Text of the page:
U.S. Department of Health and Human Services

Digestive Disease and Nutrition

Digestive Diseases and NutritionDigestive diseases are among the leading causes of doctor visits, hospitalizations, and disability in the United States each year. These conditions span a wide spectrum of disorders that affect the gastrointestinal (GI) tract, liver, gallbladder, and pancreas, as well as obesity and other nutrition-related disorders. Some digestive diseases, such as celiac disease, can be triggered by the body’s reaction to certain foods. Digestive diseases can cause serious complications ranging from severe pain to elevated risk of cancer to liver failure.

NIDDK-supported scientists are investigating the complex interactions among the genetic, environmental, immune, microbial, and other factors that contribute to the development of inflammatory bowel diseases and other digestive disorders. This research, in turn, may lead to improved diagnosis and prevention approaches, and catalyze the design of novel therapeutic strategies.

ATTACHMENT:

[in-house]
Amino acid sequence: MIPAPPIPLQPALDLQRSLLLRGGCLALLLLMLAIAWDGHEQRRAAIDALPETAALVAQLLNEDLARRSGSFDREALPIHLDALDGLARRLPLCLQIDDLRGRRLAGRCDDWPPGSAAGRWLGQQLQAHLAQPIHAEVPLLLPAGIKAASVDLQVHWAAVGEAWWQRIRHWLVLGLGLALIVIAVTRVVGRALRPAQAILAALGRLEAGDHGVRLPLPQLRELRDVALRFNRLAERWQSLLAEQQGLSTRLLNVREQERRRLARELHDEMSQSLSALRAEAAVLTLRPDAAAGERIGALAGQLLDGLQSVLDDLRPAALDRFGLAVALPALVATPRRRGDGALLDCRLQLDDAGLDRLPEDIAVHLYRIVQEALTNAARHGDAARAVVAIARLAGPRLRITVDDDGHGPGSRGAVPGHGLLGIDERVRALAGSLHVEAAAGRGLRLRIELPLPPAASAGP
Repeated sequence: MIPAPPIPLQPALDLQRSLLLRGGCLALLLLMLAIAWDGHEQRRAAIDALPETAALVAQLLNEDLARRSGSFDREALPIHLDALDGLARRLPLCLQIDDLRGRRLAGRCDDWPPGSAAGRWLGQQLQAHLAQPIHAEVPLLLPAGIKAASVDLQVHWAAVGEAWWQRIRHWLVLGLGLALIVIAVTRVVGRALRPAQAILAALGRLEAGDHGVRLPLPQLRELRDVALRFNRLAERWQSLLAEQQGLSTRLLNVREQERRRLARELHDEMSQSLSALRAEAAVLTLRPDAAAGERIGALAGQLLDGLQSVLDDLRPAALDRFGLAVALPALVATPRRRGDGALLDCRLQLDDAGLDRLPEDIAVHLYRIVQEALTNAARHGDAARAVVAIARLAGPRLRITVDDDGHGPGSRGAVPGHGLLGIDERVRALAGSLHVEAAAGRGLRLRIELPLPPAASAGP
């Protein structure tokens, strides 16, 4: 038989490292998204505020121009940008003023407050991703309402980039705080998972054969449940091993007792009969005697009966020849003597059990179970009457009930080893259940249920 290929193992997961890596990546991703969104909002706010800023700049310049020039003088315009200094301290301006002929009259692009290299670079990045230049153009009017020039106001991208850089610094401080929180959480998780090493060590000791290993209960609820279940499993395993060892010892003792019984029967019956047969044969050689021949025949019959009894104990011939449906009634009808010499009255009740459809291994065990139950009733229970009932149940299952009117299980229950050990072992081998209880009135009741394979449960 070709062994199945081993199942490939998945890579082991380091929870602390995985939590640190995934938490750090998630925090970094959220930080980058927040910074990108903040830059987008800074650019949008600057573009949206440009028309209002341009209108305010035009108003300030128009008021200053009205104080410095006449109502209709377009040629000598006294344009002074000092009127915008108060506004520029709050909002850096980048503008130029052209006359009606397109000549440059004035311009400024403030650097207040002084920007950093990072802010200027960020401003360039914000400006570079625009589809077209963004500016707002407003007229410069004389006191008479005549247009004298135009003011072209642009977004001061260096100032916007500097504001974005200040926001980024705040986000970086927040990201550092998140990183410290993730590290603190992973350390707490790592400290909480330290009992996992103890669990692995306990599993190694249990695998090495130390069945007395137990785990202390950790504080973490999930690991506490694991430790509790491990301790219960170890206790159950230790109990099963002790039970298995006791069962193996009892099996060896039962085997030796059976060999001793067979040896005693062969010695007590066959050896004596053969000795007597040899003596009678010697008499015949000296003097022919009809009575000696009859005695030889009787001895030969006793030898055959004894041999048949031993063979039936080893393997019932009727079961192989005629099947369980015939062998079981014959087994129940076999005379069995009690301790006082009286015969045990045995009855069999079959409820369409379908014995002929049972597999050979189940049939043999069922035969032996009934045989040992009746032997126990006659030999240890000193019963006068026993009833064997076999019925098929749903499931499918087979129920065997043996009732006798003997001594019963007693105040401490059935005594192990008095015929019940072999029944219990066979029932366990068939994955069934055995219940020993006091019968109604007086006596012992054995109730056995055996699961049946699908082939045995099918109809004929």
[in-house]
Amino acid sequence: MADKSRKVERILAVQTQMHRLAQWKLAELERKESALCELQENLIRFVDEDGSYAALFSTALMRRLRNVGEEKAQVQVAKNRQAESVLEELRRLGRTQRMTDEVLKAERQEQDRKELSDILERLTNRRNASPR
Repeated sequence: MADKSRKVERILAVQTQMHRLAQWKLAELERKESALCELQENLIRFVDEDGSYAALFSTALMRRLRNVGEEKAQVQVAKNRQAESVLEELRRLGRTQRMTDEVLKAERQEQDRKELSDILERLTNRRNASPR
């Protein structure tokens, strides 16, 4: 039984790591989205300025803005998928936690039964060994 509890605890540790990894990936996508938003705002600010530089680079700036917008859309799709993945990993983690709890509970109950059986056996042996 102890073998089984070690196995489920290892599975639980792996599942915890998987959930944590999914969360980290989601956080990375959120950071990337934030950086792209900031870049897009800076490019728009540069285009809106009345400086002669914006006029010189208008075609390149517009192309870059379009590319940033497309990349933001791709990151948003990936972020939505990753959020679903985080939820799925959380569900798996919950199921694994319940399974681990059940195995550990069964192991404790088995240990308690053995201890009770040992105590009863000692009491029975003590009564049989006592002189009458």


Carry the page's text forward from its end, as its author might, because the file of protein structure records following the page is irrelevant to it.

NIDDK also supports research to better understand the genes that predispose individuals to develop celiac disease, which may improve early diagnosis of the disease, before damage occurs. NIDDK-funded scientists are working on how GI microorganisms influence the development and function of the digestive tract and immune and metabolic functions.

NIDDK, along with other NIH, federal, and non-federal partners, is also continuing efforts to address goals for advancing digestive diseases research in the NIH-led National Commission on Digestive Diseases research plan. NIDDK's Office of Nutrition Research is also assisting the NIH Nutrition Research Task Force with the development of the first NIH-wide strategic plan for nutrition research.

In addition, NIDDK received congressional authorization for the National Digestive Diseases Information Clearinghouse. The Clearinghouse provides public inquiry response services and health information about digestive diseases to people with digestive diseases and to their families, health professionals, and the public.